• Some thoughts on today's scripture

    Active
    Default
    • /Until he brings justice to victory./ There is a crucial choice facing the enemies of injustice all over the world: to go the way of violence or non-violence? Che Guevara chose the former, Gandhi the latter. Both paid a heavy price. Jesus' way is gentle, not crying aloud or breaking the bruised reed. We need his assurance that he will patiently bring justice to victory.
    • Jesus is on the side of the weak. His message, demanding thought it may be, does not crush people. Justice comes through compassion - like care for the bruised reed - not through the exercise of power and violence. In this way Jesus is pleasing to his Father. Prayer strengthens the soul and personality, making us ever-more pleasing to God.
    • Jesus will always intervene on behalf of the weak, and do so in a way which is sensitive to them, and takes the limelight off himself. Justice is a major concern of Jesus, and this concern with justice will bring hope to all people. In prayer we often find the conviction and strength to do the work of justice.
    • Jesus values even what is fragile or bruised; I bring the hopes I cherish before him and ask for blessing and hope. I acknowledge my hopes for myself, my relationships and I consider how I might work with God to bring them to life.
    • The voice of Jesus is not shrill or contentious: the spirit of God speaks to our hearts in a gentle and undramatic way. I pray that I may hear the voice of the Lord.
  • Some thoughts on today's scripture

    Active
    Default
    • /Until he brings justice to victory./ There is a crucial choice facing the enemies of injustice all over the world: to go the way of violence or non-violence? Che Guevara chose the former, Gandhi the latter. Both paid a heavy price. Jesus' way is gentle, not crying aloud or breaking the bruised reed. We need his assurance that he will patiently bring justice to victory.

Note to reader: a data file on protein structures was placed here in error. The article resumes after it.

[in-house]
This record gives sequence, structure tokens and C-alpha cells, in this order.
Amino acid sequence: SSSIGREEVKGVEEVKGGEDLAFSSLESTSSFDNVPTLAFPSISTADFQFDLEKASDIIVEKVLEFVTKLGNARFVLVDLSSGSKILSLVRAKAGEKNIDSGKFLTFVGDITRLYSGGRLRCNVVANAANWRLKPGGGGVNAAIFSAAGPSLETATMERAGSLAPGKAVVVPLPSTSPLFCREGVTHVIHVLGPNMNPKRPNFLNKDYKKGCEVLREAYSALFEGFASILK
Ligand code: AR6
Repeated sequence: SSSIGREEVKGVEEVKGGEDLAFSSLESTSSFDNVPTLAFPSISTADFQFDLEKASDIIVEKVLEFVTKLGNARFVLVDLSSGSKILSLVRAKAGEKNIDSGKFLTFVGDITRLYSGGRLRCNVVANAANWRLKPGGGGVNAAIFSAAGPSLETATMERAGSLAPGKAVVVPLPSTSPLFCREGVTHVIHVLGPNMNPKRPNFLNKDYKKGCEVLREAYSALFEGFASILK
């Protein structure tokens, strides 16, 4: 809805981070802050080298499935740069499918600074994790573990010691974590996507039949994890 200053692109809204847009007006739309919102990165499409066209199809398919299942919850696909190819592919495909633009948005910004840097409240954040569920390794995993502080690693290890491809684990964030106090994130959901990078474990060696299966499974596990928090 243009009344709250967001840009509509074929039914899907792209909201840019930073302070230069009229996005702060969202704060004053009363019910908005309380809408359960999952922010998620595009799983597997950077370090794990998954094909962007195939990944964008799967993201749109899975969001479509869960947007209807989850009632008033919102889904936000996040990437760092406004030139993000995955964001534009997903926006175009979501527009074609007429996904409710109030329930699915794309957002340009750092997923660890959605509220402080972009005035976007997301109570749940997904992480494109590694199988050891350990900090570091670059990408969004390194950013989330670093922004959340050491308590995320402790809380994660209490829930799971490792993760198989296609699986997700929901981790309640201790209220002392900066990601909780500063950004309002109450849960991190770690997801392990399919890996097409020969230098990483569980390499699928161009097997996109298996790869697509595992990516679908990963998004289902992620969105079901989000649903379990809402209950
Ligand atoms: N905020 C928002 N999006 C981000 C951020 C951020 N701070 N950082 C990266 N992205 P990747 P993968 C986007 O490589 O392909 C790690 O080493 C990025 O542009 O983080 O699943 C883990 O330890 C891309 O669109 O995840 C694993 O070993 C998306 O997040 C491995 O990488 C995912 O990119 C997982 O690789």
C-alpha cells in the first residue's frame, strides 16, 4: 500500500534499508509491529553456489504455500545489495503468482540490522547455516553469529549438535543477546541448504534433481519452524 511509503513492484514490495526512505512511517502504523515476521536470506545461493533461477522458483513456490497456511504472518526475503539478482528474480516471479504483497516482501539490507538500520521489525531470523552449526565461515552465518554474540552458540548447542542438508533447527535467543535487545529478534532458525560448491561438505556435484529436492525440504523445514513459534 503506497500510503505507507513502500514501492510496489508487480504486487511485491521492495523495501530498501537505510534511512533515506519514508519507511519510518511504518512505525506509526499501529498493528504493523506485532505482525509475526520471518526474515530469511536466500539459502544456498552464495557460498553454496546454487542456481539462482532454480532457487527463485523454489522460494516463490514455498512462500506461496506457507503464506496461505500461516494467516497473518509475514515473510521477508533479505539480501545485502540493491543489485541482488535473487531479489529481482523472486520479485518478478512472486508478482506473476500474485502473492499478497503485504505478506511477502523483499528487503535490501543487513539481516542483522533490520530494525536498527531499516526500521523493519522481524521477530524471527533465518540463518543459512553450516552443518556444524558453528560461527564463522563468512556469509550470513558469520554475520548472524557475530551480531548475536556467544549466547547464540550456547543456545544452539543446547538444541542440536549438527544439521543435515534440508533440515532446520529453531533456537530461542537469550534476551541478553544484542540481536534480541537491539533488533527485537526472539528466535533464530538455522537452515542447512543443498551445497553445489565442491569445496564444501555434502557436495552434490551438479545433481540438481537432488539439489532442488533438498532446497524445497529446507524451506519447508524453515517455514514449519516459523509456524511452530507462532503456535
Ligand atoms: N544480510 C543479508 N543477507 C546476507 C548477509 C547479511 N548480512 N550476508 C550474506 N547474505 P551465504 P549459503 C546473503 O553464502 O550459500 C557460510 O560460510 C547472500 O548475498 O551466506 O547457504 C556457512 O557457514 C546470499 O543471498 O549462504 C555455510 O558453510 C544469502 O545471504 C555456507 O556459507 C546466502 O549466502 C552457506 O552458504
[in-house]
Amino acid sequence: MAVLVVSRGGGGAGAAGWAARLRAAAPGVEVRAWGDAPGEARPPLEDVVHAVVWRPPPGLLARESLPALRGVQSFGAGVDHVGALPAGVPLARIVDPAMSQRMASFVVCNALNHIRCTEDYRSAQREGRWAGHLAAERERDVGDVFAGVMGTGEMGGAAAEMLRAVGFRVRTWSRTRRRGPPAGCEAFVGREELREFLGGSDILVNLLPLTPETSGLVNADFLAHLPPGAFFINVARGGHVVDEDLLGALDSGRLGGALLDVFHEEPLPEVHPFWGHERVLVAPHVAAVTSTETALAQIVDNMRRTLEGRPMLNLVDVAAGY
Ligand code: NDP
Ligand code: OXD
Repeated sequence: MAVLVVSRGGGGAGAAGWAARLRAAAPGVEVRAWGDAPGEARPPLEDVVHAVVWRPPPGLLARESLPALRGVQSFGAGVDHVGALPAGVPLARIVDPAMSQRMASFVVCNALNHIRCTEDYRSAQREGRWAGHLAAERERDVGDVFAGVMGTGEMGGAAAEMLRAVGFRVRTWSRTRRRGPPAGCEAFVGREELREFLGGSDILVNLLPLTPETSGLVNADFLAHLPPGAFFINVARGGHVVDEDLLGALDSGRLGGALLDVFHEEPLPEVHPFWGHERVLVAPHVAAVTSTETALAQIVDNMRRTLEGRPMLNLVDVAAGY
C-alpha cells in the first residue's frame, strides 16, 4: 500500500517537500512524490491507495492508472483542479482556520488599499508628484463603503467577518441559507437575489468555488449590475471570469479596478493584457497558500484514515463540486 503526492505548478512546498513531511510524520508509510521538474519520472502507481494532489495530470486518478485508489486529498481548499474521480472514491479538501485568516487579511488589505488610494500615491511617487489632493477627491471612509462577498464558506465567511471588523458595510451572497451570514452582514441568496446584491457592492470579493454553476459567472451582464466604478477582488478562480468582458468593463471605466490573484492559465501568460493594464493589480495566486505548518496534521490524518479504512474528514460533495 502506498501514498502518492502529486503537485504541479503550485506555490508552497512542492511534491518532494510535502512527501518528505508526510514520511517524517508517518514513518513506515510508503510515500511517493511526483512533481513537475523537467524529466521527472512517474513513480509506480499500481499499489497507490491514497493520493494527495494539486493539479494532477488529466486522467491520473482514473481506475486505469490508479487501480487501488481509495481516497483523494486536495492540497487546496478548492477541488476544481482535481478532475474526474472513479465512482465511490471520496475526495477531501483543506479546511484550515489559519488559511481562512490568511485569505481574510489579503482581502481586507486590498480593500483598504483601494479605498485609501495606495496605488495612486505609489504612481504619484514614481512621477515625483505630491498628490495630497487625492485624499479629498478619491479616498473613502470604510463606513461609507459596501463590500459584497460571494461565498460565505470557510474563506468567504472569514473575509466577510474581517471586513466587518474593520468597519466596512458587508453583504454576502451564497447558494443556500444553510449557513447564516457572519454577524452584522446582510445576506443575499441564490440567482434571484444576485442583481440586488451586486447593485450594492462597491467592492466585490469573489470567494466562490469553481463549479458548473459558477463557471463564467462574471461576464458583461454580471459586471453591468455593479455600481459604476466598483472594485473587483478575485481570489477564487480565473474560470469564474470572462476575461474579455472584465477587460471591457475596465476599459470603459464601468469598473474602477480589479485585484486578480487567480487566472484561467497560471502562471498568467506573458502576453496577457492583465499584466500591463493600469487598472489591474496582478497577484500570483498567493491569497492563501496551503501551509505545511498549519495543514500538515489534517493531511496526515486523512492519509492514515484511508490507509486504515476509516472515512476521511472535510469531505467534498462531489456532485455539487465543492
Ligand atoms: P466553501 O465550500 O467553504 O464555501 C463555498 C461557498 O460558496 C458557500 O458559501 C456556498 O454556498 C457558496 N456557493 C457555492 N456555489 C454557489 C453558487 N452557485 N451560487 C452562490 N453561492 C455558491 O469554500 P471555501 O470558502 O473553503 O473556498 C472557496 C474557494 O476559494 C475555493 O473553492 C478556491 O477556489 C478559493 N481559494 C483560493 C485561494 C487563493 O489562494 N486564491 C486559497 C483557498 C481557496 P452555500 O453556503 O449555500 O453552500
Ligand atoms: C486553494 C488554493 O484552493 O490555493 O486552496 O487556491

• Jesus is on the side of the weak. His message, demanding thought it may be, does not crush people. Justice comes through compassion - like care for the bruised reed - not through the exercise of power and violence. In this way Jesus is pleasing to his Father. Prayer strengthens the soul and personality, making us ever-more pleasing to God.
    • Jesus will always intervene on behalf of the weak, and do so in a way which is sensitive to them, and takes the limelight off himself. Justice is a major concern of Jesus, and this concern with justice will bring hope to all people. In prayer we often find the conviction and strength to do the work of justice.
    • Jesus values even what is fragile or bruised; I bring the hopes I cherish before him and ask for blessing and hope. I acknowledge my hopes for myself, my relationships and I consider how I might work with God to bring them to life.
    • The voice of Jesus is not shrill or contentious: the spirit of God speaks to our hearts in a gentle and undramatic way. I pray that I may hear the voice of the Lord.
  • Some thoughts on today's scripture

    Active
    Default
    • /Until he brings justice to victory./ There is a crucial choice facing the enemies of injustice all over the world: to go the way of violence or non-violence? Che Guevara chose the former, Gandhi the latter. Both paid a heavy price. Jesus' way is gentle, not crying aloud or breaking the bruised reed. We need his assurance that he will patiently bring justice to victory.
    • Jesus is on the side of the weak. His message, demanding thought it may be, does not crush people. Justice comes through compassion - like care for the bruised reed - not through the exercise of power and violence. In this way Jesus is pleasing to his Father. Prayer strengthens the soul and personality, making us ever-more pleasing to God.
    • Jesus will always intervene on behalf of the weak, and do so in a way which is sensitive to them, and takes the limelight off himself. Justice is a major concern of Jesus, and this concern with justice will bring hope to all people. In prayer we often find the conviction and strength to do the work of justice.
    • Jesus values even what is fragile or bruised; I bring the hopes I cherish before him and ask for blessing and hope. I acknowledge my hopes for myself, my relationships and I consider how I might work with God to bring them to life.
    • The voice of Jesus is not shrill or contentious: the spirit of God speaks to our hearts in a gentle and undramatic way. I pray that I may hear the voice of the Lord.